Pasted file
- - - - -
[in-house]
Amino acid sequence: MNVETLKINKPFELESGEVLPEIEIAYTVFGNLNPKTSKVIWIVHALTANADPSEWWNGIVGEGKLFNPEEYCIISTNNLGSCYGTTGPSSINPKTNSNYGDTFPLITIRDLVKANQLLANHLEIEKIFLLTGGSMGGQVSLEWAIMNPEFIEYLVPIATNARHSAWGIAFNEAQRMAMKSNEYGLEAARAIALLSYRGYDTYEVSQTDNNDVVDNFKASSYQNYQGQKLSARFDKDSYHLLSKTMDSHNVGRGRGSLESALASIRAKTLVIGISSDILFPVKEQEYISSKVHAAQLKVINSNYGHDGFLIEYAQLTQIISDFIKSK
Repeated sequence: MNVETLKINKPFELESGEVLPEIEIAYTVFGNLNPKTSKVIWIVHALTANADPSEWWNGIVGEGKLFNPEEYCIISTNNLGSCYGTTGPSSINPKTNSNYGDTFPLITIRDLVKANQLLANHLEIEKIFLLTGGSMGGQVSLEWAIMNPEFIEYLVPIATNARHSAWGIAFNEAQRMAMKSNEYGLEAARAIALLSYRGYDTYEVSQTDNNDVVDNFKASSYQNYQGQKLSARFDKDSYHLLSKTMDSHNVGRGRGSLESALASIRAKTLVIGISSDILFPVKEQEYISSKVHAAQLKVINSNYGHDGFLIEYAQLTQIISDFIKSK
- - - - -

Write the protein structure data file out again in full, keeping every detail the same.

[in-house]
Amino acid sequence: MNVETLKINKPFELESGEVLPEIEIAYTVFGNLNPKTSKVIWIVHALTANADPSEWWNGIVGEGKLFNPEEYCIISTNNLGSCYGTTGPSSINPKTNSNYGDTFPLITIRDLVKANQLLANHLEIEKIFLLTGGSMGGQVSLEWAIMNPEFIEYLVPIATNARHSAWGIAFNEAQRMAMKSNEYGLEAARAIALLSYRGYDTYEVSQTDNNDVVDNFKASSYQNYQGQKLSARFDKDSYHLLSKTMDSHNVGRGRGSLESALASIRAKTLVIGISSDILFPVKEQEYISSKVHAAQLKVINSNYGHDGFLIEYAQLTQIISDFIKSK
Repeated sequence: MNVETLKINKPFELESGEVLPEIEIAYTVFGNLNPKTSKVIWIVHALTANADPSEWWNGIVGEGKLFNPEEYCIISTNNLGSCYGTTGPSSINPKTNSNYGDTFPLITIRDLVKANQLLANHLEIEKIFLLTGGSMGGQVSLEWAIMNPEFIEYLVPIATNARHSAWGIAFNEAQRMAMKSNEYGLEAARAIALLSYRGYDTYEVSQTDNNDVVDNFKASSYQNYQGQKLSARFDKDSYHLLSKTMDSHNVGRGRGSLESALASIRAKTLVIGISSDILFPVKEQEYISSKVHAAQLKVINSNYGHDGFLIEYAQLTQIISDFIKSK